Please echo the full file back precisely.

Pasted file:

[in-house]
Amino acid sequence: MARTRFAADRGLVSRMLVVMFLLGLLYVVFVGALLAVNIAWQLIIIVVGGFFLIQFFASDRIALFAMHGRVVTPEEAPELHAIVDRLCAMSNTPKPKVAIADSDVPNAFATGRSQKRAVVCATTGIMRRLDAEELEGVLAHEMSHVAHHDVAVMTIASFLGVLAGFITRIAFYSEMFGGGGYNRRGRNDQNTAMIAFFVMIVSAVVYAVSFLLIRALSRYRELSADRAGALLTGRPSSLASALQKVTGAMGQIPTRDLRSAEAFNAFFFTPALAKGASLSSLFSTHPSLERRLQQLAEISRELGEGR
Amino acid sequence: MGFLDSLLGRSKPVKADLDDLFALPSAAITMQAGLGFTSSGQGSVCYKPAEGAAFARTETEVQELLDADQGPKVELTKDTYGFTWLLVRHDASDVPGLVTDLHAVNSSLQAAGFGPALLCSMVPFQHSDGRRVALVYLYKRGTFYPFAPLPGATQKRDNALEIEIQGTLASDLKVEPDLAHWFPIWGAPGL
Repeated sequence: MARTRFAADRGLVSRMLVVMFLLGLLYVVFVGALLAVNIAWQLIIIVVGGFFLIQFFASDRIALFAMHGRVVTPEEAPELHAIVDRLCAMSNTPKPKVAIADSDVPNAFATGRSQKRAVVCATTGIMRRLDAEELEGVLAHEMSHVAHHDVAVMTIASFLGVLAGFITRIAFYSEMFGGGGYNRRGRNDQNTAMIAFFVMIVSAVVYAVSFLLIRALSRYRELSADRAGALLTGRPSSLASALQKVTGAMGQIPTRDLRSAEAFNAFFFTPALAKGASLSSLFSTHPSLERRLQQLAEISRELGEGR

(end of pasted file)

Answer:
[in-house]
Amino acid sequence: MARTRFAADRGLVSRMLVVMFLLGLLYVVFVGALLAVNIAWQLIIIVVGGFFLIQFFASDRIALFAMHGRVVTPEEAPELHAIVDRLCAMSNTPKPKVAIADSDVPNAFATGRSQKRAVVCATTGIMRRLDAEELEGVLAHEMSHVAHHDVAVMTIASFLGVLAGFITRIAFYSEMFGGGGYNRRGRNDQNTAMIAFFVMIVSAVVYAVSFLLIRALSRYRELSADRAGALLTGRPSSLASALQKVTGAMGQIPTRDLRSAEAFNAFFFTPALAKGASLSSLFSTHPSLERRLQQLAEISRELGEGR
Amino acid sequence: MGFLDSLLGRSKPVKADLDDLFALPSAAITMQAGLGFTSSGQGSVCYKPAEGAAFARTETEVQELLDADQGPKVELTKDTYGFTWLLVRHDASDVPGLVTDLHAVNSSLQAAGFGPALLCSMVPFQHSDGRRVALVYLYKRGTFYPFAPLPGATQKRDNALEIEIQGTLASDLKVEPDLAHWFPIWGAPGL
Repeated sequence: MARTRFAADRGLVSRMLVVMFLLGLLYVVFVGALLAVNIAWQLIIIVVGGFFLIQFFASDRIALFAMHGRVVTPEEAPELHAIVDRLCAMSNTPKPKVAIADSDVPNAFATGRSQKRAVVCATTGIMRRLDAEELEGVLAHEMSHVAHHDVAVMTIASFLGVLAGFITRIAFYSEMFGGGGYNRRGRNDQNTAMIAFFVMIVSAVVYAVSFLLIRALSRYRELSADRAGALLTGRPSSLASALQKVTGAMGQIPTRDLRSAEAFNAFFFTPALAKGASLSSLFSTHPSLERRLQQLAEISRELGEGR